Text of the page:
It is no longer just a question of spectacularly representing political power. Politics, which has abdicated its power to economics ever since the 20th century, forces us to consider the very means of production. Capitalism is dominated by property, it relates to the world through appropriation, and therefore through substracting possibilities from other people, in real life. At the moment, large computer companies are driven by patents. This ideology of copyright not only takes on an economic dimension, it has become the ideological foundation of our relationship with being, of our personal inventory. Every perspective on being can be patented, displaced from public access to private property.
The performances presented here are all built on other ideological possibilities. Not only are they an explicit criticism of what has happened, they have also transformed their relationship with their means of realization. Whether it’s by reappropriating technologies or developing open source programs and freeware, the above-mentioned artists link what they make to their own practice. How credible can one be, criticizing the very medium in which they choose to operate? It is therefore important to stress that the artworks mentioned here (by Art of Failure, Lucille Calmel, hp process) were all programmed using open source code, itself resulting from the criticism of capitalism and its logic of appropriation: Pure Data created by Miller Puckette.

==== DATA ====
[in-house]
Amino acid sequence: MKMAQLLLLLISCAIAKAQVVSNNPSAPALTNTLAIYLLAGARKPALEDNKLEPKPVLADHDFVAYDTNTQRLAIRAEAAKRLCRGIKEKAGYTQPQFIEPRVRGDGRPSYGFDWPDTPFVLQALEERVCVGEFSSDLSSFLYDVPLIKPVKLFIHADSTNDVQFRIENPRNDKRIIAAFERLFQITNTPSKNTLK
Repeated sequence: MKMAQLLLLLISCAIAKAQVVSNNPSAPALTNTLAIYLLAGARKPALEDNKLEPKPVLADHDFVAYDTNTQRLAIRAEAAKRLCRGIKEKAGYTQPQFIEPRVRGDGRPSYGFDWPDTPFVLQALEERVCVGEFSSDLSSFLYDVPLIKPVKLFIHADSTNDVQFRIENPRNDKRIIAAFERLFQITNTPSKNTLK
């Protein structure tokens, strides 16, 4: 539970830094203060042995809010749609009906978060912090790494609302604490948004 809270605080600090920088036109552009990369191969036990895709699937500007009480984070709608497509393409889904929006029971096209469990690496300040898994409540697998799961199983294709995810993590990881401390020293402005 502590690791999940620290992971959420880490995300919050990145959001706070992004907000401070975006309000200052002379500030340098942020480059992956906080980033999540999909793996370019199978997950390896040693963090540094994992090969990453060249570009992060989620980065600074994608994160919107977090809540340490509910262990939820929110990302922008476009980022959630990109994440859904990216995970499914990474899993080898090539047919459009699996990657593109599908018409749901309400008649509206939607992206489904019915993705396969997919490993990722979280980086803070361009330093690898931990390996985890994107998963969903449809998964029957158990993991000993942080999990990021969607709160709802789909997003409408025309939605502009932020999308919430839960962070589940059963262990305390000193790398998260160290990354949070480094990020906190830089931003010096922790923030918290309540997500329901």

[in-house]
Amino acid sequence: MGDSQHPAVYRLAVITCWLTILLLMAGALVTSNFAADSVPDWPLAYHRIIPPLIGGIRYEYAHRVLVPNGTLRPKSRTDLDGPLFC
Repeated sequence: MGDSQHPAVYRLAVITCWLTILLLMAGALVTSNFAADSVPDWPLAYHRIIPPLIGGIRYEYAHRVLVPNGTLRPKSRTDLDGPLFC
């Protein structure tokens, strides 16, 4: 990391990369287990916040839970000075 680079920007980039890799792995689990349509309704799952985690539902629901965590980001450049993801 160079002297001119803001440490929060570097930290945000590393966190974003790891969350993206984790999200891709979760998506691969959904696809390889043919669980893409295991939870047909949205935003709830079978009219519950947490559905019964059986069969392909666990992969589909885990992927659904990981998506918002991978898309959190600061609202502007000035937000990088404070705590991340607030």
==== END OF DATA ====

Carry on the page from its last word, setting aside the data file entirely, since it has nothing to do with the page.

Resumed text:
Unconscious decisions and education
We can see in many of these performances how criticism is not possible without first understanding the means of domination as well as the development of techniques that rival these means, while offering other forms of relational and economic models. But it should also be noted that few institutions integrate these new practices. Pure Data appears to be a perfect example. Far from being confined to a small community, this programming language has been used by many artists for professional stage performances, workshops and installations.
However, the languages that dominate most computer courses in France are ActionScript linked to Flash, and Max/MSP. Both languages are proprietary and require licences in order to be exploited. Hardly open-source, they are open to a form of commercialized algorithms… which means that we are unconsciously educating students to reproduce this intentionality of copyright and private property, against the collective intelligence of open source. And thus, unconsciously, are we preventing certain types of questioning and critique concerning the ideology of technological media.
published in MCD #76, “Writing Machines”, march/may 2012